Support #1786

Weights for longitudinal study

Added by Connor Gascoigne 5 months ago. Updated 5 months ago.

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Hi Olena,

I am currently looking to see the effect of government policy on the mental health of people in England, Scotland, and Wales. I drop Northern Ireland (NI) since a dataset I combine with at a later stage does not include information for NI. As part of that, I am performing a longitudinal analysis using the Waves 1-11 from the UKHLS to produce an estimate for each individual in the survey. I wish to take the individual level estimates and aggregate them to produce national and regional level estimates. To make sure the aggregated estimates properly account for the survey design, non-response, and any additional stratification, I plan on using the survey weights to produce the initial estimates.

I have seen there are two types of weights I can use: longitudinal and cross sectional.

For the longitudinal weights, I believe I would take the most recent surveys weight. For me, this would be k_indinus_lw. I then attached this weight to all the individuals for all waves (i.e., the weight for an individual is their k_indinus_lw weight for all waves). From this arises my first questions:

(Q1). I believe the weighting is weighted to include those individuals in NI as well. Since I do not consider these individuals in my analysis, will the fact I remove these individuals from the data set affect the weighting? Alternatively, do I have to alter the weights when I remove the respondents from NI?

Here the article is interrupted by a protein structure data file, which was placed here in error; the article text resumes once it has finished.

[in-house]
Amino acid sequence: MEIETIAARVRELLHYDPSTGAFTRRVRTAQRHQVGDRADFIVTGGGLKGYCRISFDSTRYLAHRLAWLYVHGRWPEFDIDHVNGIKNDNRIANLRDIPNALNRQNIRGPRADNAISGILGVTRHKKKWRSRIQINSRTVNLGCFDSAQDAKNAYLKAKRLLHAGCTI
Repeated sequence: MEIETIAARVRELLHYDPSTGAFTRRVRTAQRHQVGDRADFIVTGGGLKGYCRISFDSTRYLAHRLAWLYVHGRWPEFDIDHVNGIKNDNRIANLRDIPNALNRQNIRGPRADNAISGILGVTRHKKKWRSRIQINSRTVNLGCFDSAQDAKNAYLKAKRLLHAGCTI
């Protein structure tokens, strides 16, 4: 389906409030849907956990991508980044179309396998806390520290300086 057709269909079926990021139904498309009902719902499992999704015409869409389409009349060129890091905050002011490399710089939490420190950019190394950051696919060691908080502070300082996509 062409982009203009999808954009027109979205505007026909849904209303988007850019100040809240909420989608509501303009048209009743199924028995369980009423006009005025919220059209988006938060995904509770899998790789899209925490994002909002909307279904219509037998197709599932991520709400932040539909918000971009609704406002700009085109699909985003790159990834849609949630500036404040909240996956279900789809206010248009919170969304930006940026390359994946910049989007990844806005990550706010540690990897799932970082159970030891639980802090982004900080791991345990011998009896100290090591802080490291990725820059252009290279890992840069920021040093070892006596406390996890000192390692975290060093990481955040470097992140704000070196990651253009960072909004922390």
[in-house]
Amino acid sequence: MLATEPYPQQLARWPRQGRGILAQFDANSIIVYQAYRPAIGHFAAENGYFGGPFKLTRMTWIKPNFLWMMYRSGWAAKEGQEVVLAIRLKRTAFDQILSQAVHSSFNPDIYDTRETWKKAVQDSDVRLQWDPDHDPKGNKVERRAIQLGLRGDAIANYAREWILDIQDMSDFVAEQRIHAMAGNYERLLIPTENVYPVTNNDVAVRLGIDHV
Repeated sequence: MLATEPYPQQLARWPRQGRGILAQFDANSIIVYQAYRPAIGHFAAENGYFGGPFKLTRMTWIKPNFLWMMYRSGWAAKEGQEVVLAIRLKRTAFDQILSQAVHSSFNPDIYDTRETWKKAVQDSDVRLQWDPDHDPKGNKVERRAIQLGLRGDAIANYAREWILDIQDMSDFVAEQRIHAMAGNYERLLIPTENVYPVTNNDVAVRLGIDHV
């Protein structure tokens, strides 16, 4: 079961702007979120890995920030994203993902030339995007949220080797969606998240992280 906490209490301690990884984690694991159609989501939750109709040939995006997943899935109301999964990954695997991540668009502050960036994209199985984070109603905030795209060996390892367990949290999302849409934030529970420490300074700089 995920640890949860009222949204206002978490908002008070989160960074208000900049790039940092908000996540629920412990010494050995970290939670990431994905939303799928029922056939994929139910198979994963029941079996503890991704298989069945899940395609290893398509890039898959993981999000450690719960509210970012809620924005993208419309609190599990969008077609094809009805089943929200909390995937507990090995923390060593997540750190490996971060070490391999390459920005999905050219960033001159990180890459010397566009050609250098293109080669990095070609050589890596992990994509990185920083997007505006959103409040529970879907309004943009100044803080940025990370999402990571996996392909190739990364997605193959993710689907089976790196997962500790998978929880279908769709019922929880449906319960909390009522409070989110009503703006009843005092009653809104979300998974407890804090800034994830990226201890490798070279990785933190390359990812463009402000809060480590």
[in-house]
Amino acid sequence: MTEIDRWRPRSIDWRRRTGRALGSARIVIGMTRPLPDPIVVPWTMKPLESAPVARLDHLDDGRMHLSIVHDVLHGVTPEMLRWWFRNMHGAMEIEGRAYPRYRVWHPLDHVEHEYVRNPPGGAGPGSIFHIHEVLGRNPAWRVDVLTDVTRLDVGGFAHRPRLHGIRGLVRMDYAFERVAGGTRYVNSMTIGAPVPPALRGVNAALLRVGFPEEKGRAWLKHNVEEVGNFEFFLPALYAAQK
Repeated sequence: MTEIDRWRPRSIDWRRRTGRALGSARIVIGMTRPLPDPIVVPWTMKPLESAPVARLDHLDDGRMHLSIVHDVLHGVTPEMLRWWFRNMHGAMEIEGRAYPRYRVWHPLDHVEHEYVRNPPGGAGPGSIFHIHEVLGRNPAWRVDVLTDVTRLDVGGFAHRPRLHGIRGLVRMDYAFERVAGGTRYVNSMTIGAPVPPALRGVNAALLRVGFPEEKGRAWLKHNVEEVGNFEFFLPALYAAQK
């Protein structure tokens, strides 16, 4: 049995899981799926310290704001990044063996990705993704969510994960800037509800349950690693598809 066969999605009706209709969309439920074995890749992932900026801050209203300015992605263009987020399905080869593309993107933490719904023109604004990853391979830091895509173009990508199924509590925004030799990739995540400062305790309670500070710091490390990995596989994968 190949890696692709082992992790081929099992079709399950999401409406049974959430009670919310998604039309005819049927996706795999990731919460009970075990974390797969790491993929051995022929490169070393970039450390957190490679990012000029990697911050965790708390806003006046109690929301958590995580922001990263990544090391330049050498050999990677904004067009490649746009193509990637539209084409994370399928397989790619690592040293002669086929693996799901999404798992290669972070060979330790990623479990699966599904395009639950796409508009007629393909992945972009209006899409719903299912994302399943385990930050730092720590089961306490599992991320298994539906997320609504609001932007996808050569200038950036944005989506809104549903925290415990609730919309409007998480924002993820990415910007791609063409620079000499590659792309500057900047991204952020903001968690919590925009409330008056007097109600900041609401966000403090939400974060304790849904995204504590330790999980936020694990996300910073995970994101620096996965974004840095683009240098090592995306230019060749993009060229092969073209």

(Q2). If a respondent lives in, say, Scotland, then I will include their response in the survey. If between waves 6 and 7, they move to NI, then due to the way I sort the data I will remove their responses from wave 7 onwards. Much like in (Q1), do I need to account for this by altering the longitudinal weights.

A main benefit of the longitudinal weights is the creation of a balanced dataset. From (Q2) (and similar examples where an individual’s change in response means I drop them), I create an unbalanced dataset. This got me wondering if I would be better to use the cross-sectional weight and then pool them to create my own set of weights. This is because it would be useful to still include an individual’s response even if they do not respond to all the surveys and this is essentially what I am doing for the example in (Q2). If this is the case:

(Q3). Because the naming convention changes for Wave 1, 2-5 and 6+, could I confirm if the weights I would need to make a pooled weight would be a_indinus_xw, b_indinub_xw, c_indinub_xw , d_indinub_xw, e_indinub_xw, f_indinui_xw, g_indinui_xw, h_indinui_xw, i_indinui_xw, j_indinui_xw, and k_indinui_xw'

(Q4). If these are the correct cross-sectional weights, what is the best way to go about making a pooled weight? I work in R and have my data organised into long format where each individual has one row per wave and a column for each of the above weights. Due to this, in each weighting column there is an NA for all rows except the rows relating to the wave for that weight.

I apologise for such an involved question, and I hope I have managed to explain myself in a manner that is understandable - if I need to better explain myself, then I am more than happy to do so. If you can give me any guidance at all, I would really appreciate it!

Thank you in advance for any help!

Kind regards,

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